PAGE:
“Expanding” the therapeutic promise for SCA1

Written by Dr. Judit M Perez Ortiz Edited by Dr. Maria do Carmo Costa

A druggable target in Spinocerebellar Ataxia type 1 (SCA1) shows promise in treating cerebellar and non-cerebellar aspects of disease.

Spinocerebellar Ataxia type 1 (SCA1) is a neurodegenerative disease that typically starts with coordination difficulties (ataxia) in mid- to late-adulthood, worsens over time, and shortens life expectancy. SCA1 runs in families, as it is caused by a genetic mutation in a gene called Ataxin-1. The gene’s instructions make a protein conveniently also termed “ataxin-1”. Healthy ataxin-1 is important in orchestrating important processes in brain cells. 

In SCA1, mutant ataxin-1 drives disease by affecting these important cellular processes. In patients with SCA1, their ataxin-1 protein has a polyglutamine repeat expansion mutation that makes the protein behave in toxic ways. The disarray caused by mutant ataxin-1 protein slowly deteriorates and ultimately compromises the health of the brain areas involved. Research on this topic is very rich and increasingly exciting. SCA1 treatments under investigation explore different strategies to minimize the insult caused by mutant ataxin-1.

New work by Nitschke and colleagues takes previous efforts a step further towards this goal by delving deeper into the promises and limitations of an exciting therapeutic “angle” in the ataxin-1 protein itself.

Experimental mice are placed on the rotating rod to animal test in the Laboratory
Research in SCA1 mice shows preventing S776 phosphorylation improved muscle strength, respiratory function, and prolonged lifespan. Photo used under license by unoL/Shutterstock.com.
Continue reading ““Expanding” the therapeutic promise for SCA1”

Snapshot: What is Riluzole?

Riluzole, often sold under the trade name Rilutek, is a medication used for the treatment of amyotrophic lateral sclerosis (ALS). ALS is a fatal neurodegenerative disease that mainly affects neurons controlling muscle movements. The drug was approved by the FDA (1995), Health Canada (1997), and the European Commission (1996). It helps slow down disease progression and may extend patient survival. The medication is available in tablet and liquid form, generally well-tolerated. There are sometimes mild side effects, which may include loss of appetite, nausea, and abdominal pain.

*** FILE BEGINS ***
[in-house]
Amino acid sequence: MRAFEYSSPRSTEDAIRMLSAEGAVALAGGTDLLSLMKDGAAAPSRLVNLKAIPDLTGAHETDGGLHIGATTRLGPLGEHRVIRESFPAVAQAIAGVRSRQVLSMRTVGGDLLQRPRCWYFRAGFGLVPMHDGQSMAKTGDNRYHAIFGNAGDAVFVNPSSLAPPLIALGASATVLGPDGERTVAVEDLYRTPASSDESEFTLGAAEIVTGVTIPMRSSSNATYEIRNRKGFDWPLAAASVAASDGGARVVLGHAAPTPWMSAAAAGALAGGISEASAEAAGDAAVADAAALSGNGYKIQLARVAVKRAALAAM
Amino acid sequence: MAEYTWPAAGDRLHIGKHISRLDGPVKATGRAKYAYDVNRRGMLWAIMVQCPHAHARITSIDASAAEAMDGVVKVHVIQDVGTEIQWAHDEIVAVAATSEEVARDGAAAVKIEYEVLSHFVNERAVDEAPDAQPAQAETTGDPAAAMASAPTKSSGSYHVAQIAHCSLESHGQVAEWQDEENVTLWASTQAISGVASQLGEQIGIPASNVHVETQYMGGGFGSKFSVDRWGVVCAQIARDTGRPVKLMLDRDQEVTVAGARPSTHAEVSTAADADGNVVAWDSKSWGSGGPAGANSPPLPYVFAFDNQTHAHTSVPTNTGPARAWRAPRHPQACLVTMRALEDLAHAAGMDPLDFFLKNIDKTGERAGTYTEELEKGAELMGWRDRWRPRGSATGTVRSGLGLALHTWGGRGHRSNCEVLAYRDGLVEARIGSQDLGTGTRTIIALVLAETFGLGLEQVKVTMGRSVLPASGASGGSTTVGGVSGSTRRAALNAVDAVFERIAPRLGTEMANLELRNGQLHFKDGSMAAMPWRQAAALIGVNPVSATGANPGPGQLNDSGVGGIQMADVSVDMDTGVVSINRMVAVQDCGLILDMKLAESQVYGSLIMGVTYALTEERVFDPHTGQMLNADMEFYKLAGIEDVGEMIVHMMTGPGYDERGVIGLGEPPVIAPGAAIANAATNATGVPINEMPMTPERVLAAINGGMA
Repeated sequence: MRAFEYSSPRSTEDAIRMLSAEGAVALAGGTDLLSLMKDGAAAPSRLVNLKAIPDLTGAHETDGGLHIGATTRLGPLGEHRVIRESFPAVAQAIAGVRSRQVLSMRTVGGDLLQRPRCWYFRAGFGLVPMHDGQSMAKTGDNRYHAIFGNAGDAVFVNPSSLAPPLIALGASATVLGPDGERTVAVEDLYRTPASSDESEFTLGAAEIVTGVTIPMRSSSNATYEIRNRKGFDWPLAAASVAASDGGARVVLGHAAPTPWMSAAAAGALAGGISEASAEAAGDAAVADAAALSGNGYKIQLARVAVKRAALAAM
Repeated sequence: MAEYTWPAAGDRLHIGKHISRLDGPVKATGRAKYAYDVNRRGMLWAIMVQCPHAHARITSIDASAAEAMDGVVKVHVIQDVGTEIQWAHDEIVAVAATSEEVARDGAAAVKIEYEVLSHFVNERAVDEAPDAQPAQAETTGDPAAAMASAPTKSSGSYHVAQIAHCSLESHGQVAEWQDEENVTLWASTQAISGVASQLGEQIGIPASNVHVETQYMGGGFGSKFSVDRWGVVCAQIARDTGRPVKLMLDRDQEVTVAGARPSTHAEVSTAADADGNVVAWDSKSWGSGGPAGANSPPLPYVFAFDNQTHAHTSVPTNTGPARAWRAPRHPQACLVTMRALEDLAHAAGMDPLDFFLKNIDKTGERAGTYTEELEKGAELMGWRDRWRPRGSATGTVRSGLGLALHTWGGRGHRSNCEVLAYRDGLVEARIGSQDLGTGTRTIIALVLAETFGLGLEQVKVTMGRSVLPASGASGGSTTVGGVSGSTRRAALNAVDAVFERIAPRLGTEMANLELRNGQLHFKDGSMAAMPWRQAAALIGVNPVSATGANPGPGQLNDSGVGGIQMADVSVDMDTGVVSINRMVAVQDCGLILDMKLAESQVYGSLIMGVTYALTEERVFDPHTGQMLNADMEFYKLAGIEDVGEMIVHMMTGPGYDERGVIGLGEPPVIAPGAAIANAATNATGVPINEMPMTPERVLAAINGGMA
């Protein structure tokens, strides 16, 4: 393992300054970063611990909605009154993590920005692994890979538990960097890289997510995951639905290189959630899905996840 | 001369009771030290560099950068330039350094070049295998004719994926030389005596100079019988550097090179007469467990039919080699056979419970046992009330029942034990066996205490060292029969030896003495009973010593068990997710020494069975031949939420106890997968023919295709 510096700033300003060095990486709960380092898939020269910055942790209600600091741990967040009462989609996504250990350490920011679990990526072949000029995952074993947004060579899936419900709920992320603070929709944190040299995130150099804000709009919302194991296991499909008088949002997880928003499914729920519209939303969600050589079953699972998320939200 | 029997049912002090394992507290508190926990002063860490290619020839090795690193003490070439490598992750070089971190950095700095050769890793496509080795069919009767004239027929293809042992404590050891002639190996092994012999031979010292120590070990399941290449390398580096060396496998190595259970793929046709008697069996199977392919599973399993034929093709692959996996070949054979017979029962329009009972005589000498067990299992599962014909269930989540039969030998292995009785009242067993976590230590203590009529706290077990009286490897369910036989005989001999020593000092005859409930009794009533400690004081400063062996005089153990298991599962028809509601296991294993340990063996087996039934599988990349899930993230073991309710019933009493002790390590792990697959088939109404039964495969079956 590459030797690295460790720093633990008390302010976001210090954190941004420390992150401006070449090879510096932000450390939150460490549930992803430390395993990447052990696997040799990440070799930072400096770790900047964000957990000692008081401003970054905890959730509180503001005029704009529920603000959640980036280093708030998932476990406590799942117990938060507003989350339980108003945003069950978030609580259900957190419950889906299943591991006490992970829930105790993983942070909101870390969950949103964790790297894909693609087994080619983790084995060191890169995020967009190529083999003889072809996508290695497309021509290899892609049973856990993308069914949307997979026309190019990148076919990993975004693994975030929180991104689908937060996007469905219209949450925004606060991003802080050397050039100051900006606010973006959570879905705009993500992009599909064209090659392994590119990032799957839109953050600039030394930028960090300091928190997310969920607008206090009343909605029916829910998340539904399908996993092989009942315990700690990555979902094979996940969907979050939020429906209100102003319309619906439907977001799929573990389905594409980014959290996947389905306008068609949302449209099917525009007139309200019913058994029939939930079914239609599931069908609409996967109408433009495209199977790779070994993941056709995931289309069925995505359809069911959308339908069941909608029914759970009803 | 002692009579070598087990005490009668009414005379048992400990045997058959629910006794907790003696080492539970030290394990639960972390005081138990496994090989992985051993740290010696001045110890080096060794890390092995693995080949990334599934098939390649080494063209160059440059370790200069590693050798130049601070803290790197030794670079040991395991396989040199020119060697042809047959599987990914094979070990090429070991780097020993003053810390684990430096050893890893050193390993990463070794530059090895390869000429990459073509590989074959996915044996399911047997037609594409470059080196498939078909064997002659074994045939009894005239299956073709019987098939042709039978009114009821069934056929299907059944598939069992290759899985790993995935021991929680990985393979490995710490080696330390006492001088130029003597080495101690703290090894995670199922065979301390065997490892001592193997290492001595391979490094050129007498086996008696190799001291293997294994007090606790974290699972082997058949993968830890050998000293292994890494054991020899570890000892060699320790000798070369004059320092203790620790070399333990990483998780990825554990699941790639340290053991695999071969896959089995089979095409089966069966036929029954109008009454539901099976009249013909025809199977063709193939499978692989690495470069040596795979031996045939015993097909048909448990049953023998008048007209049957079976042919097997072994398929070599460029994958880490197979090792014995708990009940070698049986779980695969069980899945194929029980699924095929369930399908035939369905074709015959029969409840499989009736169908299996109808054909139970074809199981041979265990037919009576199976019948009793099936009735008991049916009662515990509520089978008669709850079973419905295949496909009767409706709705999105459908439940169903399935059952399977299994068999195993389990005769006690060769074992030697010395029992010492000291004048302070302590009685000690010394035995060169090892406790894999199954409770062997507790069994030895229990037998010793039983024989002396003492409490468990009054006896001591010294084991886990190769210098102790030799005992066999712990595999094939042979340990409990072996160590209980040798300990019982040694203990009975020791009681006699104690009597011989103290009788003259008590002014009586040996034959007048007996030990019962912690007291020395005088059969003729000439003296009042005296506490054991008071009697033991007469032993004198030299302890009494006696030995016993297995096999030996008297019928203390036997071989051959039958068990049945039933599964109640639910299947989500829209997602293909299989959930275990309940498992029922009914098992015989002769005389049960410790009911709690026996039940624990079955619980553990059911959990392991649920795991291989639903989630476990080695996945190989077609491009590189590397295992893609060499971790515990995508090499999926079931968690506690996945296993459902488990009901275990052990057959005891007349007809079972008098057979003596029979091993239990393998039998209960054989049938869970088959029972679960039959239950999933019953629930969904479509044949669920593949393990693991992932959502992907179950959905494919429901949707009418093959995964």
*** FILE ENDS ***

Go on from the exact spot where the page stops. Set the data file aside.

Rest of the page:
Close up of a woman taking a pill with water
Riluzole has been used to treat ALS, and research has suggested it may also help with forms of ataxia. It is currently being tested in clinical trials. Photo used under license by fizkes/Shutterstock.com.

How does it work?

Exactly how Riluzole slows disease progression remains unknown. However, it is thought that its neuroprotective effects likely stem from reducing a phenomenon known as excitotoxicity.

Neurons communicate with each other through chemical messengers called neurotransmitters. The signalling of these messengers needs to be tightly controlled. Too little or too much signaling will disrupt normal functions of the brain and cause damage to cells. Excitotoxicity is the result of excessive signaling by glutamate, one of the most abundant neurotransmitters in the brain. Glutamate is also associated with many neurodegenerative diseases.

Riluzole prevents this excessive signaling through several mechanisms. It is hypothesized that the effectiveness of riluzole in ALS treatment is the result of this neuroprotective property.

Riluzole for Ataxia

The neuroprotective function of riluzole has been a point of interest for the treatment of other neurodegenerative diseases since its approval. Multiple clinical trials have been conducted for patients with neurodegenerative diseases including Parkinson’s disease, Huntington’s disease, multiple system atrophy, and ataxia.

In 2010, a pilot trial was conducted with 40 patients with cerebellar ataxia who showed a lower level of motor impairment, measured by the International Cooperative Ataxia Rating Scale. A follow-up trial was then performed in 2015 for 55 patients with spinocerebellar ataxia (SCA) or Friedreich’s ataxia. Similarly, patient impairment had improved by an alternative measurement using the Scale for the Assessment and Rating of Ataxia. These findings indicate the possibility of riluzole being an effective treatment for cerebellar ataxia. However, more long-term studies and ones that are specific to different types of SCA need to be conducted to confirm the results.

Riluzole in Development

Even though riluzole was discovered more than 25 years ago, variations of the drug are still under development. As ALS often affects a patient’s ability to swallow, a new formulation of riluzole that is absorbed by placing it under your tongue is being developed under the name Nurtec.